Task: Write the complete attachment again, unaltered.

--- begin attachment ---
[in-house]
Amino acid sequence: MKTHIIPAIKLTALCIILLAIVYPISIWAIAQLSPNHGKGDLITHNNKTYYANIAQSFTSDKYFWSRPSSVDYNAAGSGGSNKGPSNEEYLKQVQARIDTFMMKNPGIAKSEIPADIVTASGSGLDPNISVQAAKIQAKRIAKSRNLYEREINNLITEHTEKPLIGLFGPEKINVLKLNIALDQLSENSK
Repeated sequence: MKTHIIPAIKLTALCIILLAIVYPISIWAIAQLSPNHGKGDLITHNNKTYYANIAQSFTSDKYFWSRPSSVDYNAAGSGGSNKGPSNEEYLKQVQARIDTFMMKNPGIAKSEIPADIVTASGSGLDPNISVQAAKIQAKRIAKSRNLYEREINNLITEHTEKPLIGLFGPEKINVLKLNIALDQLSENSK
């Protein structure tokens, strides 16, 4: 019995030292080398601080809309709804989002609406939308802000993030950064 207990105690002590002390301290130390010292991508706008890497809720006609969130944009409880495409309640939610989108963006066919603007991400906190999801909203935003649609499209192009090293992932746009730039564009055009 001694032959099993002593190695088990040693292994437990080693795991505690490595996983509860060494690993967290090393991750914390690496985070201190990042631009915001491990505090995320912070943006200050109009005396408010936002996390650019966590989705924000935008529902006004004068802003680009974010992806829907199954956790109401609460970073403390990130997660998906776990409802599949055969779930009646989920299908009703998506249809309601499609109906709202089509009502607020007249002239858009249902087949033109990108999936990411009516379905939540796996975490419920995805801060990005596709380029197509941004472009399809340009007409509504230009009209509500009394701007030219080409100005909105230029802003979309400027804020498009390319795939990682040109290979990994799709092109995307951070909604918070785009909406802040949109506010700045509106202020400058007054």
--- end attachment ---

[in-house]
Amino acid sequence: MKTHIIPAIKLTALCIILLAIVYPISIWAIAQLSPNHGKGDLITHNNKTYYANIAQSFTSDKYFWSRPSSVDYNAAGSGGSNKGPSNEEYLKQVQARIDTFMMKNPGIAKSEIPADIVTASGSGLDPNISVQAAKIQAKRIAKSRNLYEREINNLITEHTEKPLIGLFGPEKINVLKLNIALDQLSENSK
Repeated sequence: MKTHIIPAIKLTALCIILLAIVYPISIWAIAQLSPNHGKGDLITHNNKTYYANIAQSFTSDKYFWSRPSSVDYNAAGSGGSNKGPSNEEYLKQVQARIDTFMMKNPGIAKSEIPADIVTASGSGLDPNISVQAAKIQAKRIAKSRNLYEREINNLITEHTEKPLIGLFGPEKINVLKLNIALDQLSENSK
């Protein structure tokens, strides 16, 4: 019995030292080398601080809309709804989002609406939308802000993030950064 207990105690002590002390301290130390010292991508706008890497809720006609969130944009409880495409309640939610989108963006066919603007991400906190999801909203935003649609499209192009090293992932746009730039564009055009 001694032959099993002593190695088990040693292994437990080693795991505690490595996983509860060494690993967290090393991750914390690496985070201190990042631009915001491990505090995320912070943006200050109009005396408010936002996390650019966590989705924000935008529902006004004068802003680009974010992806829907199954956790109401609460970073403390990130997660998906776990409802599949055969779930009646989920299908009703998506249809309601499609109906709202089509009502607020007249002239858009249902087949033109990108999936990411009516379905939540796996975490419920995805801060990005596709380029197509941004472009399809340009007409509504230009009209509500009394701007030219080409100005909105230029802003979309400027804020498009390319795939990682040109290979990994799709092109995307951070909604918070785009909406802040949109506010700045509106202020400058007054």